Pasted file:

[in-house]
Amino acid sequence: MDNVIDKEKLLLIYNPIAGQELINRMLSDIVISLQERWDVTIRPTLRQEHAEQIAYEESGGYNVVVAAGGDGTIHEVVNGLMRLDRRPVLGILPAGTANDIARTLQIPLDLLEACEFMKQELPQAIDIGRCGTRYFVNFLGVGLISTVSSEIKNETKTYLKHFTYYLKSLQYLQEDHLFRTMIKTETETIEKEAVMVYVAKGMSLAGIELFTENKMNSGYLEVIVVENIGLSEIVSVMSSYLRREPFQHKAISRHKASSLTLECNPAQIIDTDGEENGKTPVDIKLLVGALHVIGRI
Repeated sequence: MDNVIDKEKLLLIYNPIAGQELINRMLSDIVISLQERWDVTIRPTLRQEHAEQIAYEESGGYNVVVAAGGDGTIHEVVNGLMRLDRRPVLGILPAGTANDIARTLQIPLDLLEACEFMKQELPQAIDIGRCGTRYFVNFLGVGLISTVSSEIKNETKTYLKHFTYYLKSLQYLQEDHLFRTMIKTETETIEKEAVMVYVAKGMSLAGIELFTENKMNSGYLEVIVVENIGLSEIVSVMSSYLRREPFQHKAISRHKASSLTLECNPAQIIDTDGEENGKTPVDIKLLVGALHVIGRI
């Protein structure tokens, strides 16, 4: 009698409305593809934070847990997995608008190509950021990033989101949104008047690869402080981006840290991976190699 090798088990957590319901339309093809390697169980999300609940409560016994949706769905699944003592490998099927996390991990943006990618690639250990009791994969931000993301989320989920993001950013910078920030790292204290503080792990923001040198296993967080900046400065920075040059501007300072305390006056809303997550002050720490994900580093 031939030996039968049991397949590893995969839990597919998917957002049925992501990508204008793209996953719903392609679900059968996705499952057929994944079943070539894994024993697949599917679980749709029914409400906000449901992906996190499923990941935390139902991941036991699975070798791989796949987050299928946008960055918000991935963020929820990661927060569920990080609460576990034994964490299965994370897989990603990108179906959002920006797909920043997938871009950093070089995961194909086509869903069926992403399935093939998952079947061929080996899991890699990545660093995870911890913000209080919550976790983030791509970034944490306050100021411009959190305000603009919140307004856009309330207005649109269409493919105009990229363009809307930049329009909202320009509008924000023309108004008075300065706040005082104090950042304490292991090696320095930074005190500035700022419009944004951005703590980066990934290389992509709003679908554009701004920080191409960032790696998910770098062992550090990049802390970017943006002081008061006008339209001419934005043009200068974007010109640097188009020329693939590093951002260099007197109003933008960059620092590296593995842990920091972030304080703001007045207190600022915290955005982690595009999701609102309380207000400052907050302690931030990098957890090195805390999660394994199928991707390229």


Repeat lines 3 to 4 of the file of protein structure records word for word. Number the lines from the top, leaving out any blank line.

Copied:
Repeated sequence: MDNVIDKEKLLLIYNPIAGQELINRMLSDIVISLQERWDVTIRPTLRQEHAEQIAYEESGGYNVVVAAGGDGTIHEVVNGLMRLDRRPVLGILPAGTANDIARTLQIPLDLLEACEFMKQELPQAIDIGRCGTRYFVNFLGVGLISTVSSEIKNETKTYLKHFTYYLKSLQYLQEDHLFRTMIKTETETIEKEAVMVYVAKGMSLAGIELFTENKMNSGYLEVIVVENIGLSEIVSVMSSYLRREPFQHKAISRHKASSLTLECNPAQIIDTDGEENGKTPVDIKLLVGALHVIGRI
């Protein structure tokens, strides 16, 4: 009698409305593809934070847990997995608008190509950021990033989101949104008047690869402080981006840290991976190699 090798088990957590319901339309093809390697169980999300609940409560016994949706769905699944003592490998099927996390991990943006990618690639250990009791994969931000993301989320989920993001950013910078920030790292204290503080792990923001040198296993967080900046400065920075040059501007300072305390006056809303997550002050720490994900580093 031939030996039968049991397949590893995969839990597919998917957002049925992501990508204008793209996953719903392609679900059968996705499952057929994944079943070539894994024993697949599917679980749709029914409400906000449901992906996190499923990941935390139902991941036991699975070798791989796949987050299928946008960055918000991935963020929820990661927060569920990080609460576990034994964490299965994370897989990603990108179906959002920006797909920043997938871009950093070089995961194909086509869903069926992403399935093939998952079947061929080996899991890699990545660093995870911890913000209080919550976790983030791509970034944490306050100021411009959190305000603009919140307004856009309330207005649109269409493919105009990229363009809307930049329009909202320009509008924000023309108004008075300065706040005082104090950042304490292991090696320095930074005190500035700022419009944004951005703590980066990934290389992509709003679908554009701004920080191409960032790696998910770098062992550090990049802390970017943006002081008061006008339209001419934005043009200068974007010109640097188009020329693939590093951002260099007197109003933008960059620092590296593995842990920091972030304080703001007045207190600022915290955005982690595009999701609102309380207000400052907050302690931030990098957890090195805390999660394994199928991707390229």